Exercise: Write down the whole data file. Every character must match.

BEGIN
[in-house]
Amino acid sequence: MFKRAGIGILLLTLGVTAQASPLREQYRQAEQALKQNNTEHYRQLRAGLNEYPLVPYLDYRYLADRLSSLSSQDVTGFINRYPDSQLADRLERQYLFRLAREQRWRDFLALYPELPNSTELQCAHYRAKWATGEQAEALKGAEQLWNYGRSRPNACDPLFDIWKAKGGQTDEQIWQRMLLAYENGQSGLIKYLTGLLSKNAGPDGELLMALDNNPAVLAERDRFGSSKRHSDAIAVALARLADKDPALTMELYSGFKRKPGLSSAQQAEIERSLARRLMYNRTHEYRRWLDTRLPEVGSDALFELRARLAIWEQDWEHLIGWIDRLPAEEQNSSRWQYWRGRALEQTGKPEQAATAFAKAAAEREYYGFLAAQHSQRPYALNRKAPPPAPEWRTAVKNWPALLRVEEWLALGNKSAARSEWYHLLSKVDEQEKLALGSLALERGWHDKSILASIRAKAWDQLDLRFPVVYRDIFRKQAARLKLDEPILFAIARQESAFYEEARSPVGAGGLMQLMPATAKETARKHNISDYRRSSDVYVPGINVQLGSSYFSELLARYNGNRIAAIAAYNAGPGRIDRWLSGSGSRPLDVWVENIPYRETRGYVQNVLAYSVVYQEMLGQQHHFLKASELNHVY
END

[in-house]
Amino acid sequence: MFKRAGIGILLLTLGVTAQASPLREQYRQAEQALKQNNTEHYRQLRAGLNEYPLVPYLDYRYLADRLSSLSSQDVTGFINRYPDSQLADRLERQYLFRLAREQRWRDFLALYPELPNSTELQCAHYRAKWATGEQAEALKGAEQLWNYGRSRPNACDPLFDIWKAKGGQTDEQIWQRMLLAYENGQSGLIKYLTGLLSKNAGPDGELLMALDNNPAVLAERDRFGSSKRHSDAIAVALARLADKDPALTMELYSGFKRKPGLSSAQQAEIERSLARRLMYNRTHEYRRWLDTRLPEVGSDALFELRARLAIWEQDWEHLIGWIDRLPAEEQNSSRWQYWRGRALEQTGKPEQAATAFAKAAAEREYYGFLAAQHSQRPYALNRKAPPPAPEWRTAVKNWPALLRVEEWLALGNKSAARSEWYHLLSKVDEQEKLALGSLALERGWHDKSILASIRAKAWDQLDLRFPVVYRDIFRKQAARLKLDEPILFAIARQESAFYEEARSPVGAGGLMQLMPATAKETARKHNISDYRRSSDVYVPGINVQLGSSYFSELLARYNGNRIAAIAAYNAGPGRIDRWLSGSGSRPLDVWVENIPYRETRGYVQNVLAYSVVYQEMLGQQHHFLKASELNHVY